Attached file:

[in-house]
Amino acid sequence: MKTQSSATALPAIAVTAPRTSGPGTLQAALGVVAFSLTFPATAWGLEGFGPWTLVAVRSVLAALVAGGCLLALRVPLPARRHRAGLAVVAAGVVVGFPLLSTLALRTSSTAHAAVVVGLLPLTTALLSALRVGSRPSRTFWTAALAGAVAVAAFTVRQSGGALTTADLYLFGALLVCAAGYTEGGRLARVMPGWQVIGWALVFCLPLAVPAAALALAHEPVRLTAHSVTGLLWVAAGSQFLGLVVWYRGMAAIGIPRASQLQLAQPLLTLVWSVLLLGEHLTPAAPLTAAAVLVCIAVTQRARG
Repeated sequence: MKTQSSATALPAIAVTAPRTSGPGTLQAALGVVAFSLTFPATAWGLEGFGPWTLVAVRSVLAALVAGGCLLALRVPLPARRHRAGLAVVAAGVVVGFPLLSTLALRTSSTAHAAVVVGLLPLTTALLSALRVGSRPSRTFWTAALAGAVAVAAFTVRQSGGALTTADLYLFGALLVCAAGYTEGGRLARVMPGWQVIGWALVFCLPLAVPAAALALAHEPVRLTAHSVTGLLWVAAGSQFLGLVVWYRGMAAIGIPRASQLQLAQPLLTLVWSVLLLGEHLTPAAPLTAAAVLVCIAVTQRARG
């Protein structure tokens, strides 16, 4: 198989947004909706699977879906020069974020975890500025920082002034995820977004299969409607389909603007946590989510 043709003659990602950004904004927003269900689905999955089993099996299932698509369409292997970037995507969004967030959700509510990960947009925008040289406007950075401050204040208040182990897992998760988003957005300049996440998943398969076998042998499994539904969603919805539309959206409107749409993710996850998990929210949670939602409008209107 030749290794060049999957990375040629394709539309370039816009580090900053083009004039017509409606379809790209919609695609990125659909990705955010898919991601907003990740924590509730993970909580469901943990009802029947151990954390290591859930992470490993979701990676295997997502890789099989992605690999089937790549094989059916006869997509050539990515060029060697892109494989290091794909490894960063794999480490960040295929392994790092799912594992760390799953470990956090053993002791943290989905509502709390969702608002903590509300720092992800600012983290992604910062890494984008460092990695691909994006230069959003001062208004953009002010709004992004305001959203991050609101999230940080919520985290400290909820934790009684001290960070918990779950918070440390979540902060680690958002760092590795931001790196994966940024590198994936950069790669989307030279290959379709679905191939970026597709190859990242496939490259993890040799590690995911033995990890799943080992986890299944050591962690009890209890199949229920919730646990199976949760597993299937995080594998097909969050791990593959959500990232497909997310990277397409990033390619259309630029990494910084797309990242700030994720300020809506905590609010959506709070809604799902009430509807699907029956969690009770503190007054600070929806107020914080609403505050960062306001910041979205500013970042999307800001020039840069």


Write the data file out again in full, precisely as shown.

[in-house]
Amino acid sequence: MKTQSSATALPAIAVTAPRTSGPGTLQAALGVVAFSLTFPATAWGLEGFGPWTLVAVRSVLAALVAGGCLLALRVPLPARRHRAGLAVVAAGVVVGFPLLSTLALRTSSTAHAAVVVGLLPLTTALLSALRVGSRPSRTFWTAALAGAVAVAAFTVRQSGGALTTADLYLFGALLVCAAGYTEGGRLARVMPGWQVIGWALVFCLPLAVPAAALALAHEPVRLTAHSVTGLLWVAAGSQFLGLVVWYRGMAAIGIPRASQLQLAQPLLTLVWSVLLLGEHLTPAAPLTAAAVLVCIAVTQRARG
Repeated sequence: MKTQSSATALPAIAVTAPRTSGPGTLQAALGVVAFSLTFPATAWGLEGFGPWTLVAVRSVLAALVAGGCLLALRVPLPARRHRAGLAVVAAGVVVGFPLLSTLALRTSSTAHAAVVVGLLPLTTALLSALRVGSRPSRTFWTAALAGAVAVAAFTVRQSGGALTTADLYLFGALLVCAAGYTEGGRLARVMPGWQVIGWALVFCLPLAVPAAALALAHEPVRLTAHSVTGLLWVAAGSQFLGLVVWYRGMAAIGIPRASQLQLAQPLLTLVWSVLLLGEHLTPAAPLTAAAVLVCIAVTQRARG
């Protein structure tokens, strides 16, 4: 198989947004909706699977879906020069974020975890500025920082002034995820977004299969409607389909603007946590989510 043709003659990602950004904004927003269900689905999955089993099996299932698509369409292997970037995507969004967030959700509510990960947009925008040289406007950075401050204040208040182990897992998760988003957005300049996440998943398969076998042998499994539904969603919805539309959206409107749409993710996850998990929210949670939602409008209107 030749290794060049999957990375040629394709539309370039816009580090900053083009004039017509409606379809790209919609695609990125659909990705955010898919991601907003990740924590509730993970909580469901943990009802029947151990954390290591859930992470490993979701990676295997997502890789099989992605690999089937790549094989059916006869997509050539990515060029060697892109494989290091794909490894960063794999480490960040295929392994790092799912594992760390799953470990956090053993002791943290989905509502709390969702608002903590509300720092992800600012983290992604910062890494984008460092990695691909994006230069959003001062208004953009002010709004992004305001959203991050609101999230940080919520985290400290909820934790009684001290960070918990779950918070440390979540902060680690958002760092590795931001790196994966940024590198994936950069790669989307030279290959379709679905191939970026597709190859990242496939490259993890040799590690995911033995990890799943080992986890299944050591962690009890209890199949229920919730646990199976949760597993299937995080594998097909969050791990593959959500990232497909997310990277397409990033390619259309630029990494910084797309990242700030994720300020809506905590609010959506709070809604799902009430509807699907029956969690009770503190007054600070929806107020914080609403505050960062306001910041979205500013970042999307800001020039840069």